Although it might appear that the T1154 (right) is much more complex than the T1083 (left); this is actually not the case. In fact, the two are very similar in that each transmitter requires a different coil-pack to be selected for both the Master Oscillator (MO) and PA output circuit per range. Where the T1154 differs from the T1083 is that this is now achieved by way of the band-select switch at the bottom left. The controls are conveniently colour coded too. In the case of the more popular ‘M’ variant ...Yellow for 200 - 500KHz (or KC/S), Red for 2.5 - 4.5MHz and Blue for 4.5 - 16.7MHz; the latter being in two ranges. The controls on the left are the Master Oscillator with the output tuning on the right. The switch in the centre is the Master Switch which controlled the entire T1154/R1155 combination including the two dynamotor DC generator sets.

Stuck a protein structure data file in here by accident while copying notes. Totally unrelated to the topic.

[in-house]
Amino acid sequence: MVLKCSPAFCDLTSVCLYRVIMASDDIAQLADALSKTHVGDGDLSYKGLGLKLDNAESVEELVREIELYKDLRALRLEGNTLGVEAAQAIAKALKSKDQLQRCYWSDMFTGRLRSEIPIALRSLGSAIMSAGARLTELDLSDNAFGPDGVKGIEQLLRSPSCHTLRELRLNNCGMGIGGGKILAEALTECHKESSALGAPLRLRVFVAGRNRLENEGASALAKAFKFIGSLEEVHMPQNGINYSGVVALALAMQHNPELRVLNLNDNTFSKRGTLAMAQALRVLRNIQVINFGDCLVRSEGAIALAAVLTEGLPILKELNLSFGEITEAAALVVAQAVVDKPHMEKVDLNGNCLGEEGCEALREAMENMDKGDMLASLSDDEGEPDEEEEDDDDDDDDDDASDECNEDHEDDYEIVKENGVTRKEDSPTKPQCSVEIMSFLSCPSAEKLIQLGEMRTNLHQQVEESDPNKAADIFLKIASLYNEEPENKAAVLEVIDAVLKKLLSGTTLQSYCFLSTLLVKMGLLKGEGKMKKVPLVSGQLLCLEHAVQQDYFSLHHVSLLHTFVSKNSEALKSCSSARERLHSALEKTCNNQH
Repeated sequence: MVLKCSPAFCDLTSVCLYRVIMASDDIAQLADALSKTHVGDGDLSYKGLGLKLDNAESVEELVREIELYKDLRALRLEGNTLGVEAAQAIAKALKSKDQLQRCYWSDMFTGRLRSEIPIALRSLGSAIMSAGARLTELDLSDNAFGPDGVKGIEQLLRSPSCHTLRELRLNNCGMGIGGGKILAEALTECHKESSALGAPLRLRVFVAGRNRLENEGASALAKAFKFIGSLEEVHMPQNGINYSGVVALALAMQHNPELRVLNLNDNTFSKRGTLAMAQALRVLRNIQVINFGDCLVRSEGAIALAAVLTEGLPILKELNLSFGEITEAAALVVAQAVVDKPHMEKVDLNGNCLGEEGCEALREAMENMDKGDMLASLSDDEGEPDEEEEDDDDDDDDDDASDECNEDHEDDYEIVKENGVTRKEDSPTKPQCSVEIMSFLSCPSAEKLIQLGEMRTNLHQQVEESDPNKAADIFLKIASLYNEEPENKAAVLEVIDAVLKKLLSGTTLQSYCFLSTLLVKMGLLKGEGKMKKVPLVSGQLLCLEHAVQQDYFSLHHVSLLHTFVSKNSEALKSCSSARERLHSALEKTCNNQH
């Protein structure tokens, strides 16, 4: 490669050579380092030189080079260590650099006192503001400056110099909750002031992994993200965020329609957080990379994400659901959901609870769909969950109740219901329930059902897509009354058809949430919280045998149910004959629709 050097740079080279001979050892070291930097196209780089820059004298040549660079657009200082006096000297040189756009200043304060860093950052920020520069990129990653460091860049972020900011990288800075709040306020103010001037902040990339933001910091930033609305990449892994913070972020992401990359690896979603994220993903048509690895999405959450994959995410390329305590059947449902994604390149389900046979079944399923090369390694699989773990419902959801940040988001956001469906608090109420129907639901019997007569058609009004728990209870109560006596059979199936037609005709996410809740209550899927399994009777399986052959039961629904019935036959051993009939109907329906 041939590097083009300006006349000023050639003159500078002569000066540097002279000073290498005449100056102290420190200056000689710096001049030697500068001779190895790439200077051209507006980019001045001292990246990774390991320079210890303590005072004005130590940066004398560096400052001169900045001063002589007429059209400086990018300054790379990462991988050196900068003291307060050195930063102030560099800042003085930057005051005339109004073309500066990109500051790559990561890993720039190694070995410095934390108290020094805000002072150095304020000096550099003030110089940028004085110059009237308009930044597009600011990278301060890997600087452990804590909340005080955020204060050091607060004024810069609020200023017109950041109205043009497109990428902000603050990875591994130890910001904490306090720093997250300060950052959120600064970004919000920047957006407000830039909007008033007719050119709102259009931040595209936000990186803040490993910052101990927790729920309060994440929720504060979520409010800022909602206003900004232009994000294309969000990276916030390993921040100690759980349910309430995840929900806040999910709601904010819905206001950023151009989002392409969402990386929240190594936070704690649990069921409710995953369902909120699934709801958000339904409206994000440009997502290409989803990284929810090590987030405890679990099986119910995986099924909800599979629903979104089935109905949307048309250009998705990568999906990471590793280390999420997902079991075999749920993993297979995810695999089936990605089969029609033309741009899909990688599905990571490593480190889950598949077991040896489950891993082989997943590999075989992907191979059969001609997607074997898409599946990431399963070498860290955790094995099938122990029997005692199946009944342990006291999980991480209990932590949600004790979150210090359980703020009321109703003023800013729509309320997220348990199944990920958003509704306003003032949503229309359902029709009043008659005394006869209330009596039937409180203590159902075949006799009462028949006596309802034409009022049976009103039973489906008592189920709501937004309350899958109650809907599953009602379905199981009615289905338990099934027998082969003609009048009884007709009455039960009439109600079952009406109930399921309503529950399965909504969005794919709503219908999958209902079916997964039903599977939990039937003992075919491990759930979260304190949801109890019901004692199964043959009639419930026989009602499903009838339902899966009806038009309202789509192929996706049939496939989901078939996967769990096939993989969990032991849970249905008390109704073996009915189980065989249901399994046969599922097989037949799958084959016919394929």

Unlike the R1155 which was predominately an all aluminium construction, the T1154 was largely of steel ... Presumably since it was rather heavy, weighing in at 44 pounds. However, like the R1155, the T1154 was not designed to be maintained since the life of a bomber could be measured in weeks ... Typically three! To highlight this fact, see the two photographs below. This is the external RF ammeter for the Fixed Antenna. This was mounted on the wall above the J-Switch, between the W/O and Navigator compartments.

These little meters are quite rare and often fetch a high price on Ebay. I was very fortunate to get this example for the starting price! I was quite prepared for it to be faulty, so I was delighted when I discovered that it is still in working condition! What did take me by surprise though, was when I turned it over and found that it bore a significant amount of green paint ... The same colour as the inside of the bomber. It is therefore my belief that this little meter was fixed in place before the paint was dry! Such was the necessity to get the aircraft into service rapidly. Quite a poignant thought actually.